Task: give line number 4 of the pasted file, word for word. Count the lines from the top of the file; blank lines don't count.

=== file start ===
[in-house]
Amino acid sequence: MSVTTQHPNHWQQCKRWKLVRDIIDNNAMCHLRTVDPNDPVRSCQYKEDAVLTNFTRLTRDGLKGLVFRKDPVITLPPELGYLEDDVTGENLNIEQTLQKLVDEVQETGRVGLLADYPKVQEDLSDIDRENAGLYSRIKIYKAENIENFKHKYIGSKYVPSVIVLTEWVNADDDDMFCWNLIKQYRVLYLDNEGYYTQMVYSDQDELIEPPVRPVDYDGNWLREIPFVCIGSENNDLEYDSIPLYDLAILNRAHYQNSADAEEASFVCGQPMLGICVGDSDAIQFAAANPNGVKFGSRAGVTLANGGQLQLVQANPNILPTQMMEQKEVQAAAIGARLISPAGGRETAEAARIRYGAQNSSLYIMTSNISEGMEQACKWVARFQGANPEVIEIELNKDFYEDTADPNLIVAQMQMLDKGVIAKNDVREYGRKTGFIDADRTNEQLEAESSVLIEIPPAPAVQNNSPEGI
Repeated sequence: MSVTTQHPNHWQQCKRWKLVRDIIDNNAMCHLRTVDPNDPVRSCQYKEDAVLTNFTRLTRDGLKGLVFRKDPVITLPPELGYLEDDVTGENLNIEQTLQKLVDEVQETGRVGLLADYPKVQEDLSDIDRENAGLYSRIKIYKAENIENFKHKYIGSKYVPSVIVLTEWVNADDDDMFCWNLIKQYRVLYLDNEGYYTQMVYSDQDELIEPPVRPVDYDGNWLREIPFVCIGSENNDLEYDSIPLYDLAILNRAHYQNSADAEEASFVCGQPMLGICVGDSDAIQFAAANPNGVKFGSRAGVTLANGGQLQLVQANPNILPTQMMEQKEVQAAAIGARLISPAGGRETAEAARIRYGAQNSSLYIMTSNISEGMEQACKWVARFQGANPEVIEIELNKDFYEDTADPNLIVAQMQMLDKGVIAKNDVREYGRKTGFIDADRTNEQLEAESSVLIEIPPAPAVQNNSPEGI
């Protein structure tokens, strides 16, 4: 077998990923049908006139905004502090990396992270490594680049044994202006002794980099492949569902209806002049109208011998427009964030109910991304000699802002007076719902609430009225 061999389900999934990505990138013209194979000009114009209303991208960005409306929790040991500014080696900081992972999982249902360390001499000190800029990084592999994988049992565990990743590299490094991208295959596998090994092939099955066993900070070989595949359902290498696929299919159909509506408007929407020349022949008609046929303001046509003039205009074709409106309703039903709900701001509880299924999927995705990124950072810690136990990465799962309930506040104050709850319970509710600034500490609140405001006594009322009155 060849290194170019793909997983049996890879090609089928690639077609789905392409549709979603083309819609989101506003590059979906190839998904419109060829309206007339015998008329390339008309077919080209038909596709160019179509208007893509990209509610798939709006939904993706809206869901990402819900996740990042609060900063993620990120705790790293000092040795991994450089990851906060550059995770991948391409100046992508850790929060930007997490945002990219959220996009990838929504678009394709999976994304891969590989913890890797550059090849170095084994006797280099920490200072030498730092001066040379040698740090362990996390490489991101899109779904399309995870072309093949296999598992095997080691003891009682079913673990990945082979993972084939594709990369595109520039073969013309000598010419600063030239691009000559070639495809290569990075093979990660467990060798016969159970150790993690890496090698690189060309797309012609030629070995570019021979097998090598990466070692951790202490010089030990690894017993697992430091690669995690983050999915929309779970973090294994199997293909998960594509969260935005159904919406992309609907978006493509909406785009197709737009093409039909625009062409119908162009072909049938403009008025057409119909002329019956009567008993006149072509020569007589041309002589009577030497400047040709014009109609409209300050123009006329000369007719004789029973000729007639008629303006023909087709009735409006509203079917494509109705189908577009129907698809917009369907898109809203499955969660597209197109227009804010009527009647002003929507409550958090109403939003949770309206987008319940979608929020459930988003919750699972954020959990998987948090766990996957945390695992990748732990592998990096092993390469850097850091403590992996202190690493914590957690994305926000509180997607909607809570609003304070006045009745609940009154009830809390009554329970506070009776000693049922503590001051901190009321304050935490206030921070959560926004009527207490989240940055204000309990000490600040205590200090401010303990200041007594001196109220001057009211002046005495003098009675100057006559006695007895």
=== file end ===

């Protein structure tokens, strides 16, 4: 077998990923049908006139905004502090990396992270490594680049044994202006002794980099492949569902209806002049109208011998427009964030109910991304000699802002007076719902609430009225 061999389900999934990505990138013209194979000009114009209303991208960005409306929790040991500014080696900081992972999982249902360390001499000190800029990084592999994988049992565990990743590299490094991208295959596998090994092939099955066993900070070989595949359902290498696929299919159909509506408007929407020349022949008609046929303001046509003039205009074709409106309703039903709900701001509880299924999927995705990124950072810690136990990465799962309930506040104050709850319970509710600034500490609140405001006594009322009155 060849290194170019793909997983049996890879090609089928690639077609789905392409549709979603083309819609989101506003590059979906190839998904419109060829309206007339015998008329390339008309077919080209038909596709160019179509208007893509990209509610798939709006939904993706809206869901990402819900996740990042609060900063993620990120705790790293000092040795991994450089990851906060550059995770991948391409100046992508850790929060930007997490945002990219959220996009990838929504678009394709999976994304891969590989913890890797550059090849170095084994006797280099920490200072030498730092001066040379040698740090362990996390490489991101899109779904399309995870072309093949296999598992095997080691003891009682079913673990990945082979993972084939594709990369595109520039073969013309000598010419600063030239691009000559070639495809290569990075093979990660467990060798016969159970150790993690890496090698690189060309797309012609030629070995570019021979097998090598990466070692951790202490010089030990690894017993697992430091690669995690983050999915929309779970973090294994199997293909998960594509969260935005159904919406992309609907978006493509909406785009197709737009093409039909625009062409119908162009072909049938403009008025057409119909002329019956009567008993006149072509020569007589041309002589009577030497400047040709014009109609409209300050123009006329000369007719004789029973000729007639008629303006023909087709009735409006509203079917494509109705189908577009129907698809917009369907898109809203499955969660597209197109227009804010009527009647002003929507409550958090109403939003949770309206987008319940979608929020459930988003919750699972954020959990998987948090766990996957945390695992990748732990592998990096092993390469850097850091403590992996202190690493914590957690994305926000509180997607909607809570609003304070006045009745609940009154009830809390009554329970506070009776000693049922503590001051901190009321304050935490206030921070959560926004009527207490989240940055204000309990000490600040205590200090401010303990200041007594001196109220001057009211002046005495003098009675100057006559006695007895």